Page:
Google Wallet has been around since May 2011, but now Google is doubling down on a feature that lets Wallet connect to Gmail for maximum productivity. Or extreme laziness.
In May 2013 Google started a slow (very slow) rollout of a new function that allows people to link their Wallet and Gmail accounts and then send money in an email. Since then, the feature has been spreading: Once a person gets money sent to their Gmail inbox, they have to link their Gmail and Wallet accounts to claim it, and then the feature gets added to their Gmail. You can also send money from Gmail to a non-Gmail account and then the person just claims the money in Google Wallet.
It seems, though, that Wallet isn’t spreading totally orgnically. On Quartz, Christopher Mims notes that he has started noticing Google pushing the service out more widely. And on Twitter people are seeing it, too.
Though Google hasn’t announced anything specific, we’re more than halfway through the 18-month rollout schedule the company gave last May. An extra push for Wallet would also fit in with trends in other Google services. Just in the last few weeks Google has added extensive Maps personalization and improved encryption for Gmail. They’re incremental changes that are meant to make user experiences better, but they also continue Google’s efforts to securely meld all of its services in an attempt to keep users inside the ecosystem for as much of their Internet browsing as possible.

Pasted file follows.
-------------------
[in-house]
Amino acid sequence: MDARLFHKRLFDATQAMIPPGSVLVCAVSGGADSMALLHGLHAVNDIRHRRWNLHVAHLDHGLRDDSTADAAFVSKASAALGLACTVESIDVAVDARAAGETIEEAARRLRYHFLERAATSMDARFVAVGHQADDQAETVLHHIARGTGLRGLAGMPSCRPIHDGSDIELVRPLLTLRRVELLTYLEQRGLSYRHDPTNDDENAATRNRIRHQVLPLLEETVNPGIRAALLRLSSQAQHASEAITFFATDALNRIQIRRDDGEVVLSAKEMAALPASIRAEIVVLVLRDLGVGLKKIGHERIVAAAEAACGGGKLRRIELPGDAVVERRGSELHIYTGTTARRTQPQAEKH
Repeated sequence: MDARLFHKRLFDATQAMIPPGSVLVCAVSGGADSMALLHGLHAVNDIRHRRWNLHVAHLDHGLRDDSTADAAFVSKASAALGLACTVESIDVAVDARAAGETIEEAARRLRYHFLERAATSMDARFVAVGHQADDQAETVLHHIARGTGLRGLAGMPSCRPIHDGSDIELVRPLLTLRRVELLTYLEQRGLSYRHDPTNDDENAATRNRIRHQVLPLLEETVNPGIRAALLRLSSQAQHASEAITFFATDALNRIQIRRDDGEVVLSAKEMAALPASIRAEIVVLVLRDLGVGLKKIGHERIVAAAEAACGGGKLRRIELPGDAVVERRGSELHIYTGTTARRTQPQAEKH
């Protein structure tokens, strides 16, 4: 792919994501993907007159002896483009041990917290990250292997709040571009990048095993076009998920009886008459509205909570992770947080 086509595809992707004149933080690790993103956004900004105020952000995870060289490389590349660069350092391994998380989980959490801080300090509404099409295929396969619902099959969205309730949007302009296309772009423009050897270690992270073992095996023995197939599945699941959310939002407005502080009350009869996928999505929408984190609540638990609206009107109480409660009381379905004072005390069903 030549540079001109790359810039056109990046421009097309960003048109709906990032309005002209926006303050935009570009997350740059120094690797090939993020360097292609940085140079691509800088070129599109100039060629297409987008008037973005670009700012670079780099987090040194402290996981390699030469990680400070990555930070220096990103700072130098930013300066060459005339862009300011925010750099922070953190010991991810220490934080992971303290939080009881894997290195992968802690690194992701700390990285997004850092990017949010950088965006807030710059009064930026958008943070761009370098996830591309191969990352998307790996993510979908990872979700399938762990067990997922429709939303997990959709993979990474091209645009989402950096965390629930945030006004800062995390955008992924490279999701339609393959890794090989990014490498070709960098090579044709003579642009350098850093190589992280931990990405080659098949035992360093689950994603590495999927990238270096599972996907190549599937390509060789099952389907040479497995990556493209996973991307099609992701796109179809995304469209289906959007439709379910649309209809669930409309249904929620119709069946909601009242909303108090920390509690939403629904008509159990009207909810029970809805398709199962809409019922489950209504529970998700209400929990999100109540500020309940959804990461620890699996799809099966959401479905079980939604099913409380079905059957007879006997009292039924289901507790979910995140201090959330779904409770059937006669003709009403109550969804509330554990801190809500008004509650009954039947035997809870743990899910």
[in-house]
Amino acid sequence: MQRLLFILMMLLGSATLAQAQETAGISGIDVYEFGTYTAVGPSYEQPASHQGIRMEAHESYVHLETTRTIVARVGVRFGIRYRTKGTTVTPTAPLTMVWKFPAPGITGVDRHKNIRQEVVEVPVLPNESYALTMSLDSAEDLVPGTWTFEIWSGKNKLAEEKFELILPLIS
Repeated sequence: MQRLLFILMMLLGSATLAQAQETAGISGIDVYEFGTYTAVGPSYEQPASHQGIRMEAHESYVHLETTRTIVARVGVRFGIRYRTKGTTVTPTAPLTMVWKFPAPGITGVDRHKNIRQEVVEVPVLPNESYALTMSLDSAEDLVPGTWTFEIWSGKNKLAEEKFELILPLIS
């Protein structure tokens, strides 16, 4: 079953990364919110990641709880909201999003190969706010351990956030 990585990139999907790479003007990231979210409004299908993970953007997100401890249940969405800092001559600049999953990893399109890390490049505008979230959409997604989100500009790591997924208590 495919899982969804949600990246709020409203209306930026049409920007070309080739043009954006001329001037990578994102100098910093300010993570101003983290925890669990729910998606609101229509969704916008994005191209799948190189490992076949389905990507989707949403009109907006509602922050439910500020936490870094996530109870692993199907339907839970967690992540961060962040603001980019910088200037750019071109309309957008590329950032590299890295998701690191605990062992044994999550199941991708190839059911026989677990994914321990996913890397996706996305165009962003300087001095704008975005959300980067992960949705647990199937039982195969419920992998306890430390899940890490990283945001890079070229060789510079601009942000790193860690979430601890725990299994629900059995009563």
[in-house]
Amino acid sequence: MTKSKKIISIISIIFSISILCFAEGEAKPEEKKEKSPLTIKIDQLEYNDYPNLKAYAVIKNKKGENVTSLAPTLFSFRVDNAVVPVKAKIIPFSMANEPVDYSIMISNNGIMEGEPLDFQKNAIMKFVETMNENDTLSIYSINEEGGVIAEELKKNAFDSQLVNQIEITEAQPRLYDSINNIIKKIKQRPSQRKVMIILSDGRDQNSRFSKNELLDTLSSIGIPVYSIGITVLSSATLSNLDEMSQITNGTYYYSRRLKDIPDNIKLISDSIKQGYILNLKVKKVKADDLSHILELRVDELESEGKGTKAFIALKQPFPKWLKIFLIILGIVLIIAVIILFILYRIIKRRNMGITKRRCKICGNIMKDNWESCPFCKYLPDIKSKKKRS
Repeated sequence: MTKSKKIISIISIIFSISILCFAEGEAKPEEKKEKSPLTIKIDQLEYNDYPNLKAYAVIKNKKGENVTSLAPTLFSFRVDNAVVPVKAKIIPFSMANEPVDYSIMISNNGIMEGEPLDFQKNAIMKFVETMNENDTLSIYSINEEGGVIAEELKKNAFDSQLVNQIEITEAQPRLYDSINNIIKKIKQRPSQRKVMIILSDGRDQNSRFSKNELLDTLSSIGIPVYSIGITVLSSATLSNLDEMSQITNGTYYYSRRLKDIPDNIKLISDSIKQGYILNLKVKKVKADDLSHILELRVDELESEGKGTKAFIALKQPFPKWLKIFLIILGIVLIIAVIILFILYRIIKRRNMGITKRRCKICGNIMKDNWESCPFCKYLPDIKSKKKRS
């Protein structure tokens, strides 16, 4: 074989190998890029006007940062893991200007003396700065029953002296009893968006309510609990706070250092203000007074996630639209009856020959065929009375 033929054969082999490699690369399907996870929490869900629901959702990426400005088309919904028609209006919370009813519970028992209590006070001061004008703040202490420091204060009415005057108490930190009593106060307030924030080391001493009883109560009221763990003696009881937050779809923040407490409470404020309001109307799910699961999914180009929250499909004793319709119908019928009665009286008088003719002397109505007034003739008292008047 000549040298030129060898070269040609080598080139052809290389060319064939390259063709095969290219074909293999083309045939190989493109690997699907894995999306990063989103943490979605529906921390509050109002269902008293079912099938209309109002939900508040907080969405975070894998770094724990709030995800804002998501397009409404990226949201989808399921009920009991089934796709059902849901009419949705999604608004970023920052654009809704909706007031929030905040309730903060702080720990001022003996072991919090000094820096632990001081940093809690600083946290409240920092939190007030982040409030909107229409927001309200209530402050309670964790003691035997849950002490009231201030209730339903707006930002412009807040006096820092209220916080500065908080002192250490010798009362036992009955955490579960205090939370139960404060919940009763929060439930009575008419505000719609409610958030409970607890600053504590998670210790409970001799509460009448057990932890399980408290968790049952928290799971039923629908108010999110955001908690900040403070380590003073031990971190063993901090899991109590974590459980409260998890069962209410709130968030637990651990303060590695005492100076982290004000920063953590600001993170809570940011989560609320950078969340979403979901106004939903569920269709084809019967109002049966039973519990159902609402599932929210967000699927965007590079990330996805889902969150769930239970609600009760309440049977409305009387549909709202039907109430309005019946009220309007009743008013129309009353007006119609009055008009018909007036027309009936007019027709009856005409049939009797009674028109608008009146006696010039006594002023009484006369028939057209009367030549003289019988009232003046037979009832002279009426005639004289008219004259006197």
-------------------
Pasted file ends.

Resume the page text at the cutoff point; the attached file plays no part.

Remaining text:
Making Google Wallet easily accessible in Gmail makes it more likely that users will start storing information in their Wallets. For Google, more user data means more targeted advertising means more money. And as Quartz points out, Gmail’s user base was at 425 million in June 2012, the last time Google reported a number—that would instantly give Google Wallet a wider reach than other digital financial services have.
Once you know what Google is really driving at, does Google Wallet seem less appealing? Probably not. It’s convenient, well thought-out, and email-able. Just don’t go too crazy, OK? It’s still real money.